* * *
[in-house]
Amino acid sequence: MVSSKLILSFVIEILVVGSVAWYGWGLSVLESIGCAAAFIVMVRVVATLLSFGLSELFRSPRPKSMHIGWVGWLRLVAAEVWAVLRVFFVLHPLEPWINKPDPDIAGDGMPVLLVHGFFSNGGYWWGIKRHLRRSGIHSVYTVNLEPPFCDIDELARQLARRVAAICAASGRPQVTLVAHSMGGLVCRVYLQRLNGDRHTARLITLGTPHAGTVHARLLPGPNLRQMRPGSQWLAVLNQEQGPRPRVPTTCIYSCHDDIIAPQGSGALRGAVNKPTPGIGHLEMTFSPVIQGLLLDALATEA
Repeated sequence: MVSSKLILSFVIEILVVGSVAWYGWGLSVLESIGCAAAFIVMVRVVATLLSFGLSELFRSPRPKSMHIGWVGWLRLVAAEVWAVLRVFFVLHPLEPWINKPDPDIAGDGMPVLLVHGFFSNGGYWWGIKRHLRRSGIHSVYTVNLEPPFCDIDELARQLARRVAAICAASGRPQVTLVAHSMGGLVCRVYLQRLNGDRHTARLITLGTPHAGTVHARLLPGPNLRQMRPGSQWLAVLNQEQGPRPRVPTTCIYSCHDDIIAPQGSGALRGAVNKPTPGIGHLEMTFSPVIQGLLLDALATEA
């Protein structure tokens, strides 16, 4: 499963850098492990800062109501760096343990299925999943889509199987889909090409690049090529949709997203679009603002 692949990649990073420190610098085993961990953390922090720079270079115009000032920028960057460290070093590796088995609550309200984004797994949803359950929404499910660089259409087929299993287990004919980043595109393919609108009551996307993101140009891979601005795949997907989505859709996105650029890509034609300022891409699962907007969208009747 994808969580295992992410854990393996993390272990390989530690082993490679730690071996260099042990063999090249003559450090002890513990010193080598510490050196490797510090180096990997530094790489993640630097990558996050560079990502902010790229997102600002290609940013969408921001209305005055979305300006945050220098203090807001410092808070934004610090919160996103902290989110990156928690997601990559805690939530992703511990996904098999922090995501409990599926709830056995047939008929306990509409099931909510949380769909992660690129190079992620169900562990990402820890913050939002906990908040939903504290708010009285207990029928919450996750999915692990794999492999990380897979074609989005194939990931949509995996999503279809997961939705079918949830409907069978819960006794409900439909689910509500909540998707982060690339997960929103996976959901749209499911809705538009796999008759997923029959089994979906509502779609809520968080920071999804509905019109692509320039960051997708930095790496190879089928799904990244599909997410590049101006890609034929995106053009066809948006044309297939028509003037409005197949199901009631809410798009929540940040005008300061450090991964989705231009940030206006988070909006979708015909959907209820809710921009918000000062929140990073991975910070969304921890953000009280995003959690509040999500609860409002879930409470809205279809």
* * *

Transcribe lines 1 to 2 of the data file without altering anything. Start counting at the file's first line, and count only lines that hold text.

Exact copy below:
[in-house]
Amino acid sequence: MVSSKLILSFVIEILVVGSVAWYGWGLSVLESIGCAAAFIVMVRVVATLLSFGLSELFRSPRPKSMHIGWVGWLRLVAAEVWAVLRVFFVLHPLEPWINKPDPDIAGDGMPVLLVHGFFSNGGYWWGIKRHLRRSGIHSVYTVNLEPPFCDIDELARQLARRVAAICAASGRPQVTLVAHSMGGLVCRVYLQRLNGDRHTARLITLGTPHAGTVHARLLPGPNLRQMRPGSQWLAVLNQEQGPRPRVPTTCIYSCHDDIIAPQGSGALRGAVNKPTPGIGHLEMTFSPVIQGLLLDALATEA